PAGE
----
Advanced imaging technology captures translation of the maternal genome
An international collaboration among researchers from Finland, Sweden, UK and the USA has captured ribosomes translating messenger RNA expressed from the maternally inherited mitochondrial genome. Utilising the latest advances in cryo-electron microscopy, the group discovered a novel mechanism that mitochondrial ribosomes use for the synthesis and delivery of newly made proteins to prevent premature misfolding. Disruptions to protein folding can lead to devastating human diseases.
There is a familiar saying, “It’s all in the genes”. As modern archaeology reveals, the DNA that encodes genes can be found among the remnants of our ancestors and from any organism, small and large, that once roamed the earth. The genetic blueprint alone is not sufficient; life requires the faithful expression and translation of our genomes. Basic research in molecular biology has revealed in beautiful detail the mechanisms by which these fundamental processes operate. One of these pioneering discoveries was that of Nobel Prize winners François Jacob and Jacques Monod, who established the paradigm that we now know as cellular gene expression, whereby the information in our genome is transcribed, read and converted into functional proteins. Since then, researchers young and old have been filling in the details of these incredible processes to uncover the complexity of biology.
In a recent study published in Science an international collaboration of researchers, involving University of Helsinki researchers Dr. Brendan Battersby and Dr. Uwe Richter, built upon this tradition by revealing the specialized mechanism for translation of the mitochondrial genome into proteins.
Within the cells that make up the tissues and organs of our bodies, mitochondria compartmentalise the breakdown of nutrients with oxygen into the conversion of cellular energy. As a result, it is best known as the powerhouse of the cell. This function is dependent upon the faithful expression of the maternally inherited mitochondrial genome. Disruptions to the process underlie a large group of human diseases that can strike at any age, differing in the affected tissue and severity. Despite the importance, the molecular mechanisms of these processes have remained obscure. However, the breakthrough in biological imaging brought about by cryo-electron microscopy now provides researchers with the tools to investigate the functions of individual proteins at unprecedented resolution and detail.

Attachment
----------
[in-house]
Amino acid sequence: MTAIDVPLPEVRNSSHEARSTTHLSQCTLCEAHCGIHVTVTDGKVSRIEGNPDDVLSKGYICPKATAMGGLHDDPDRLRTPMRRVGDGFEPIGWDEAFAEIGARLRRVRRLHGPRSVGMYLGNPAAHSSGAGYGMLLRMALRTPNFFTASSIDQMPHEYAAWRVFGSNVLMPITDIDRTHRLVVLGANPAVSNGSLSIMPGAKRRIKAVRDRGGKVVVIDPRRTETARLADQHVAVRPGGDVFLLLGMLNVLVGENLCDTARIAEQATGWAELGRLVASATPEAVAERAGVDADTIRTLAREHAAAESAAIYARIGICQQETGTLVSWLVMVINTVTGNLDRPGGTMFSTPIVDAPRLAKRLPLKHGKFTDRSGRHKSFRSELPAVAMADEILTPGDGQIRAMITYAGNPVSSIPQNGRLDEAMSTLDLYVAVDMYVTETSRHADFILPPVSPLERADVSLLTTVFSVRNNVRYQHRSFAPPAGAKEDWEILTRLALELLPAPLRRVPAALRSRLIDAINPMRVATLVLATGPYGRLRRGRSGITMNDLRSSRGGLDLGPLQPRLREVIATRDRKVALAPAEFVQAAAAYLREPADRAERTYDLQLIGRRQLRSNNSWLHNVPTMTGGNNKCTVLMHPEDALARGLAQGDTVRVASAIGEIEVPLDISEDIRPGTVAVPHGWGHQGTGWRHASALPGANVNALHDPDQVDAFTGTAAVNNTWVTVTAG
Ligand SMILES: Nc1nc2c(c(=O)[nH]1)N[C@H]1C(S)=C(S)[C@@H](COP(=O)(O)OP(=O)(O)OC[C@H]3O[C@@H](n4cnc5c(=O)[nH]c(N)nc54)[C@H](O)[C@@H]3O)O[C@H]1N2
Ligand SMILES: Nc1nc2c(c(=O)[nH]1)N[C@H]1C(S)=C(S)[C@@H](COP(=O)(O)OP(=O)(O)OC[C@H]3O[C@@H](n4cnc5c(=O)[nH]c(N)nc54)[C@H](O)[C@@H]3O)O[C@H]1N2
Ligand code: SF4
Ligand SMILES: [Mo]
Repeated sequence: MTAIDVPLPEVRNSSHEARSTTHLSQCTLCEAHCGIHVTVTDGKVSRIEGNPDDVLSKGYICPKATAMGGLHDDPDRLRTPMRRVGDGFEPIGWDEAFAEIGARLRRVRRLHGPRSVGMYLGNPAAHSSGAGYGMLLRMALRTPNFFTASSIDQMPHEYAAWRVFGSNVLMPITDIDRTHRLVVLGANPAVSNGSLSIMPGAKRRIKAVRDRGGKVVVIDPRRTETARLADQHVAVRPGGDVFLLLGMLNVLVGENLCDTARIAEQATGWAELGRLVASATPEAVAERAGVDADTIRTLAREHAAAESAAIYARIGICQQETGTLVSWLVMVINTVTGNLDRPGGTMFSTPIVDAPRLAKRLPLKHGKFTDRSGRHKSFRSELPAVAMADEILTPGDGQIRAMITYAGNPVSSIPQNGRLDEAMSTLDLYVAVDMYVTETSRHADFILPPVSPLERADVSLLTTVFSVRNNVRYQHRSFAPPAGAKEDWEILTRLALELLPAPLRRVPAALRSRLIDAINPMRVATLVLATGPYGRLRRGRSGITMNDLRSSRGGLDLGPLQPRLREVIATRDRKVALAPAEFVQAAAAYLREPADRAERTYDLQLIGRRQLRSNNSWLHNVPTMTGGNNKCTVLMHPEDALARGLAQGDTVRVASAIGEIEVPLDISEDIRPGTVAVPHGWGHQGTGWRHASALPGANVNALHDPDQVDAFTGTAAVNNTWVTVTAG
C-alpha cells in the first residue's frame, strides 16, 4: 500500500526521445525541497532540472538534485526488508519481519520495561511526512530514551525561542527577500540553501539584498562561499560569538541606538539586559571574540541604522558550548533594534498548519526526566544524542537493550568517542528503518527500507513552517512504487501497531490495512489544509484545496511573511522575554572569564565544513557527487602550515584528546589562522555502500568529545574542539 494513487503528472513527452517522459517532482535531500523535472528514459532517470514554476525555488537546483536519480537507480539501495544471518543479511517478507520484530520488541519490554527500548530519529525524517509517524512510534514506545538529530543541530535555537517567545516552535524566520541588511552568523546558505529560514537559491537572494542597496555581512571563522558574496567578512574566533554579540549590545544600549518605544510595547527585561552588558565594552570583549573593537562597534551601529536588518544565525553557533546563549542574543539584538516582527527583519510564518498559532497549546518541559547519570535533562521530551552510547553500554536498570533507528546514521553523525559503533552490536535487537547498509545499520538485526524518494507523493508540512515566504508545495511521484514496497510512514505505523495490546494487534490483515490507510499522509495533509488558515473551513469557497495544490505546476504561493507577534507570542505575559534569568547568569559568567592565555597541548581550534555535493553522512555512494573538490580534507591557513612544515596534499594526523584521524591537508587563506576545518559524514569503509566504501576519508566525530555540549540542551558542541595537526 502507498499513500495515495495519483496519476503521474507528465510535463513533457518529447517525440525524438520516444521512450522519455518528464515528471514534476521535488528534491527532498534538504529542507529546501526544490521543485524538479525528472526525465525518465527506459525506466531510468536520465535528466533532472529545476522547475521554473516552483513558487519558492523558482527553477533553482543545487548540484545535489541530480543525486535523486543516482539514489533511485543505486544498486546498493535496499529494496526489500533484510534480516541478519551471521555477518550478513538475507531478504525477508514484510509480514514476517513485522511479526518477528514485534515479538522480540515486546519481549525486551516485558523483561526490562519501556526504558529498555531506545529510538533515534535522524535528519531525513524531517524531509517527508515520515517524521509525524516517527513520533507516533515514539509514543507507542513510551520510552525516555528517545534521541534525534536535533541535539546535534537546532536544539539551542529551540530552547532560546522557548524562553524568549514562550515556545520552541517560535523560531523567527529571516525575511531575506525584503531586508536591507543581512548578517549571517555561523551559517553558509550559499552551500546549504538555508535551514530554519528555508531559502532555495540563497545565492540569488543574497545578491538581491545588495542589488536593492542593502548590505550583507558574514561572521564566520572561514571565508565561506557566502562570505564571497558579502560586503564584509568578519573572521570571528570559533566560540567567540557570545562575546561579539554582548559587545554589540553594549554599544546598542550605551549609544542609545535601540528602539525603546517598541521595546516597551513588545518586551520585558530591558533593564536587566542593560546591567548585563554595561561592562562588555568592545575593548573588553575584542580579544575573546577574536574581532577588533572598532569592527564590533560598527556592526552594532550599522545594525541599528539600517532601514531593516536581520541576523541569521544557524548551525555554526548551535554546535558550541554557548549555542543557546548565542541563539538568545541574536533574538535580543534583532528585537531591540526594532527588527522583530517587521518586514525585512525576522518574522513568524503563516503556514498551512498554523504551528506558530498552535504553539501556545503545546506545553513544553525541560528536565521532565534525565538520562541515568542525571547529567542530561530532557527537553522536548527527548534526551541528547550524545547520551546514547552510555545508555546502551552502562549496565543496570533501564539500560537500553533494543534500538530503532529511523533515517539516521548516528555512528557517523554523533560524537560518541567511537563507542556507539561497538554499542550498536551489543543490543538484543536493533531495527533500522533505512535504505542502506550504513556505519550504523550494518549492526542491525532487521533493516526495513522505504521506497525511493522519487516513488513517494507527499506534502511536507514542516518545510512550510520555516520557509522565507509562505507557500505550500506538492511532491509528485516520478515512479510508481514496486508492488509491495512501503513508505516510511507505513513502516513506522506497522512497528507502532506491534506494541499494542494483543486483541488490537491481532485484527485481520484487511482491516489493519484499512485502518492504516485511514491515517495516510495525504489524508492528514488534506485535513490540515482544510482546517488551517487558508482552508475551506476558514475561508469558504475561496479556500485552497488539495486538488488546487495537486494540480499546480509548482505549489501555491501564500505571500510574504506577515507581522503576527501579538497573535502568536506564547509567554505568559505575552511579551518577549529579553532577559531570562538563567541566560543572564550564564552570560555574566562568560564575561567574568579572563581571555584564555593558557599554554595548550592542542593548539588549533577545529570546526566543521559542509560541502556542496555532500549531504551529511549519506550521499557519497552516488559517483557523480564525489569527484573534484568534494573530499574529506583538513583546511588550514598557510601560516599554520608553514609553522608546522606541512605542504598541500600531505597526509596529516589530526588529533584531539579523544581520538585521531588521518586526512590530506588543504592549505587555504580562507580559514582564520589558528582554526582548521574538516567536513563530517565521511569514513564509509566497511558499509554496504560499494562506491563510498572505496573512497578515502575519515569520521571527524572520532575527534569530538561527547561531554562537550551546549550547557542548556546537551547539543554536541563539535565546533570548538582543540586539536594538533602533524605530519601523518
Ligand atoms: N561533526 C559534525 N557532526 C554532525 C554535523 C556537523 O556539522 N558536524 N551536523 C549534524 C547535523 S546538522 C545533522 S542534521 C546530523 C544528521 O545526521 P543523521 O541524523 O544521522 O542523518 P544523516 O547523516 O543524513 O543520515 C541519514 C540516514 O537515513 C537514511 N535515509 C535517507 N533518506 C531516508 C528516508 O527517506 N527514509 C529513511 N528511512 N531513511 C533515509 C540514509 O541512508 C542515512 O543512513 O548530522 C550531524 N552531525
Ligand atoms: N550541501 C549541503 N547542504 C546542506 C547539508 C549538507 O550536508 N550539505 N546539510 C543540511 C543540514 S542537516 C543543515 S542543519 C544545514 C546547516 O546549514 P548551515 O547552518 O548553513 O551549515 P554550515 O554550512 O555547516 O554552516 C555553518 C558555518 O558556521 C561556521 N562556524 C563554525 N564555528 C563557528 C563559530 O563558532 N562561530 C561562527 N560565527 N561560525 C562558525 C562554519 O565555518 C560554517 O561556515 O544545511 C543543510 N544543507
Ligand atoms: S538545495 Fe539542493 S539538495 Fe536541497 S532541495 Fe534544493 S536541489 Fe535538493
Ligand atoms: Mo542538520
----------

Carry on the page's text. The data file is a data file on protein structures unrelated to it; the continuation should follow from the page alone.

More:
By combining forces with Dr. Alexey Amunts at Stockholm University and Karolinska Institutet and Professor Antoni Barrientos at the University of Miami Miller School of Medicine, the group used their collective know-how to capture the mitochondrial ribosome translating messenger RNA (mRNA) into a protein. The structure revealed a unique gating mechanism to prevent newly made proteins from prematurely misfolding. For proteins to be functional within our cells requires coordinated folding processes to obtain a correct 3D shape. Disruptions to protein folding can have profound biological implications for all organisms and in humans lead to devastating diseases.
“Getting a direct picture of a biological process that we investigated for several years by biochemical and genetic tools is absolutely electrifying!” says Uwe Richter, a shared first author and Principal Investigator at the University of Helsinki and Newcastle University.
“This study highlights the power and brilliance of international collaborative basic science driven from the bottom-up,” says Research Director Brendan Battersby, who is one of the corresponding authors. “There is a worrying trend among scientific funding agencies to direct research from the top towards goal-oriented tasks pursued by large consortia, and in the process deprive research funds away from individual investigators who are the cornerstone of scientific discovery. The best scientists will always seek each other out to follow the creativity of their ideas, which the track record shows unquestionably leads to real innovation in the end.”
“Understanding the fine details of these cellular mechanisms has important considerations for human diseases but also for the side-effects of commonly prescribed antibiotics. Mitochondrial gene expression has many overlaps with that of bacteria and as a result many antibiotics used to treat bacterial infections can also disrupt our cellular powerhouses, accounting for side-effects of these medications. Solving these ribosome structures is integral to the development of effective and safe new antibiotics in the future. In the end, this highlights the importance of basic bottom-up research and how it continues to drive innovation and we cannot afford to lose it,” highlights Dr. Battersby.
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